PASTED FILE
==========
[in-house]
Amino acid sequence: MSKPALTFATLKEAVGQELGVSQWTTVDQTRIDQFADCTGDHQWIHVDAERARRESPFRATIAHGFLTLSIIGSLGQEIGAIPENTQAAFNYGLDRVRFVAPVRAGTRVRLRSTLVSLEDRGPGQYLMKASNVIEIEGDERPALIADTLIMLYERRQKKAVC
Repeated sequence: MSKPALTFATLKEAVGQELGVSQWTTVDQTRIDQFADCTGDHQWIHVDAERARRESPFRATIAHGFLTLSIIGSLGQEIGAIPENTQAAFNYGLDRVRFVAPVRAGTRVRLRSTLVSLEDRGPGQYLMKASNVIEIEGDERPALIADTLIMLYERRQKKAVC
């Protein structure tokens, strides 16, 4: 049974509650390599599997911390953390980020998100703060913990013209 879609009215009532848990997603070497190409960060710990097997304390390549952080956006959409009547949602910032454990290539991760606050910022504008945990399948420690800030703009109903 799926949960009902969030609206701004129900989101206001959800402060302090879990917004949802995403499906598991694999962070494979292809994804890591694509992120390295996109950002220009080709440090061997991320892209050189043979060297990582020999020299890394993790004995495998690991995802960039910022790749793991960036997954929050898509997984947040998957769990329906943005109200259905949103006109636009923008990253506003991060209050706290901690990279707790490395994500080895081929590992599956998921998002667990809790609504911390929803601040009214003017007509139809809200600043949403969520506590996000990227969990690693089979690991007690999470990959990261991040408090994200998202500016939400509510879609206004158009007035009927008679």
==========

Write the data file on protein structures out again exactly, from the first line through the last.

[in-house]
Amino acid sequence: MSKPALTFATLKEAVGQELGVSQWTTVDQTRIDQFADCTGDHQWIHVDAERARRESPFRATIAHGFLTLSIIGSLGQEIGAIPENTQAAFNYGLDRVRFVAPVRAGTRVRLRSTLVSLEDRGPGQYLMKASNVIEIEGDERPALIADTLIMLYERRQKKAVC
Repeated sequence: MSKPALTFATLKEAVGQELGVSQWTTVDQTRIDQFADCTGDHQWIHVDAERARRESPFRATIAHGFLTLSIIGSLGQEIGAIPENTQAAFNYGLDRVRFVAPVRAGTRVRLRSTLVSLEDRGPGQYLMKASNVIEIEGDERPALIADTLIMLYERRQKKAVC
């Protein structure tokens, strides 16, 4: 049974509650390599599997911390953390980020998100703060913990013209 879609009215009532848990997603070497190409960060710990097997304390390549952080956006959409009547949602910032454990290539991760606050910022504008945990399948420690800030703009109903 799926949960009902969030609206701004129900989101206001959800402060302090879990917004949802995403499906598991694999962070494979292809994804890591694509992120390295996109950002220009080709440090061997991320892209050189043979060297990582020999020299890394993790004995495998690991995802960039910022790749793991960036997954929050898509997984947040998957769990329906943005109200259905949103006109636009923008990253506003991060209050706290901690990279707790490395994500080895081929590992599956998921998002667990809790609504911390929803601040009214003017007509139809809200600043949403969520506590996000990227969990690693089979690991007690999470990959990261991040408090994200998202500016939400509510879609206004158009007035009927008679």